On Friday, the creative world lost a legend with the passing of Milton Glaser on his 91st birthday. He left behind a legacy of work that has become a fixture of our pop culture consciousness, from the iconic "I <3 NY" logo to his Marcel Duchamp-inspired poster for Bob Dylan's 1966 "Greatest Hits" album (imagery that later inspired his poster for Mad Med's Season 7). Here, we resurface a mini-documentary that debuted at the Tribeca Film Festival in 2018. Directed by Andre Andreer out of Dress Code, it captured Glaser's love for New York City, as well as how crucial he found its diversity—a message that seems even more relevant today. Make sure to also revisit Ad Age's Q&A with Glaser, conducted alongside the debut of the documentary.
Sure, graphic designer Milton Glaser created the now-iconic "I <3 NY" logo. It gave the residents of a struggling city an outlet to say how they felt about their home, and it went on to infinite adaptations, across generations and by people who've never even been to the city. But did you know Glaser really does love New York?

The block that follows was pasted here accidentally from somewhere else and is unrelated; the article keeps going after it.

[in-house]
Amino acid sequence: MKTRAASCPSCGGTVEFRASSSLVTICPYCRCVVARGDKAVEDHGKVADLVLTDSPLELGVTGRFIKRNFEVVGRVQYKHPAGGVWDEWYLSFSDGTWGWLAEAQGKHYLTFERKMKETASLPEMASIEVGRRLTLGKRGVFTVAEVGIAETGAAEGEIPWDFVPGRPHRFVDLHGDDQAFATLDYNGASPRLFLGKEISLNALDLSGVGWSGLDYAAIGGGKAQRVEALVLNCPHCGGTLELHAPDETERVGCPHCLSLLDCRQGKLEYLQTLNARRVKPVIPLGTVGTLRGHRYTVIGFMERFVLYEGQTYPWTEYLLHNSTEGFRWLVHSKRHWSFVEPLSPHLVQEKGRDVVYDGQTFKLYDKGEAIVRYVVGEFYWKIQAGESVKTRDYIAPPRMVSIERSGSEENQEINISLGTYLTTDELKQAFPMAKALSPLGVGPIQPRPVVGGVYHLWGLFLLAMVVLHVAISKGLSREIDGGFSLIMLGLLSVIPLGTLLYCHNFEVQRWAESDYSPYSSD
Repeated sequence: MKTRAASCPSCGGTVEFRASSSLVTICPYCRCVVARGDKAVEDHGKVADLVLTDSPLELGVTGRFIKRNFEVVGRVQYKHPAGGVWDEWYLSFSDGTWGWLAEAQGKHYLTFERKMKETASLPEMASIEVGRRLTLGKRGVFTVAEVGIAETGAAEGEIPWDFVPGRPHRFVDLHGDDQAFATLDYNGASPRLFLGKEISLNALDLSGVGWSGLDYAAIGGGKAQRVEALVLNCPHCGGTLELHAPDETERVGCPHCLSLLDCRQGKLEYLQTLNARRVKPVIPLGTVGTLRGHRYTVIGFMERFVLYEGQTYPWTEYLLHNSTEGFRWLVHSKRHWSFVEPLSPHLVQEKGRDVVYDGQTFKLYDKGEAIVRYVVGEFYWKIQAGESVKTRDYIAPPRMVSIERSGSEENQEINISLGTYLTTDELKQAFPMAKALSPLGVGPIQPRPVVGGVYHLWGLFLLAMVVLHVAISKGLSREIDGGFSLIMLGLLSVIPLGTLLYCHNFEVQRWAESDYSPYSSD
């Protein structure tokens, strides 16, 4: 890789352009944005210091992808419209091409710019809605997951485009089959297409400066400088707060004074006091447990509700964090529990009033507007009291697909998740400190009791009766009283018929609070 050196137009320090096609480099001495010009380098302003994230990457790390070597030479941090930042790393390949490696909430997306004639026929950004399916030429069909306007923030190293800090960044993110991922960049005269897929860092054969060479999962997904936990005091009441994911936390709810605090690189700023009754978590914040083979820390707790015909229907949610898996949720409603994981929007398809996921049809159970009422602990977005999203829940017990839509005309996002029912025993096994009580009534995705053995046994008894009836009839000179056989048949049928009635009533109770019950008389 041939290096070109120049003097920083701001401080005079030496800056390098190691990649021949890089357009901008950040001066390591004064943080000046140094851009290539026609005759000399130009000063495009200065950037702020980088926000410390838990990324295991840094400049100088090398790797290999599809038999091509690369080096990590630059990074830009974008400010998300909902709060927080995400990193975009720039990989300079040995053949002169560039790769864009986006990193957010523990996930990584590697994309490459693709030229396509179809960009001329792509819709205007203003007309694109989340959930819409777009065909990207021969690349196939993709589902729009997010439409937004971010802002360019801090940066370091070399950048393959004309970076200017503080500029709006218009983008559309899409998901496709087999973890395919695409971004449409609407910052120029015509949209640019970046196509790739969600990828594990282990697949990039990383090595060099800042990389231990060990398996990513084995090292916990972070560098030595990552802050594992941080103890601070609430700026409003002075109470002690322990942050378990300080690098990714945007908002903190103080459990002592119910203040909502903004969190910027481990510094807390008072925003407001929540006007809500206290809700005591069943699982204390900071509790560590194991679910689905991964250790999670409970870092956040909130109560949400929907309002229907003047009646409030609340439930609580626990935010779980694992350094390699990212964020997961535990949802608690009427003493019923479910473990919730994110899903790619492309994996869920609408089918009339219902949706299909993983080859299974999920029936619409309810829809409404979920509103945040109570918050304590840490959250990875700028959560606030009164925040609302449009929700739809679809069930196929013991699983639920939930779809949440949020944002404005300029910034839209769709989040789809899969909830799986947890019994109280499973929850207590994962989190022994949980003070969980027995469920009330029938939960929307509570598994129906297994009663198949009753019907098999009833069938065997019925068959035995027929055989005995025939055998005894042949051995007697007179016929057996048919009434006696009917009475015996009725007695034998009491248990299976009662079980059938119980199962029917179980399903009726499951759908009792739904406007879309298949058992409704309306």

The first designer to be awarded the National Medal of the Arts, Glaser is a New York institution. Now 88 years old, he stars in a new mini-documentary by production company Dress Code that debuted at the Tribeca Film Festival this week. It explores his feelings about the city of his birth and the subject of his most famous doodle. "There was a sense of extraordinary community," he says of his childhood in the Bronx. "That core idea--that this was really paradise--has stayed with me all my life."
But not everyone always felt that way. In the late 1970s, the city was reeling from an economic depression and increased violence. Ad agency Wells Rich Greene was recruited to create a marketing campaign for the state, and Glaser transformed the agency's "I Love New York" slogan into the popular image.
Glaser worked with director Andre Andreev on the film (see in its entirety below), which comes across as an homage to the city, as well as a warning to cherish the diversity that gives it its vibrancy. "At home, the dark side of human behavior is being revealed," Glaser says, an oblique reference to the rising tide of intolerance in the country's discourse. Glaser is himself the son of Hungarian Jewish immigrants. "But the initial impact of this community of people who said there is a promised land, and they came here, and they worked to achieve that, is one of the great lessons of human ability."
I ❤ NY from Dress Code on Vimeo.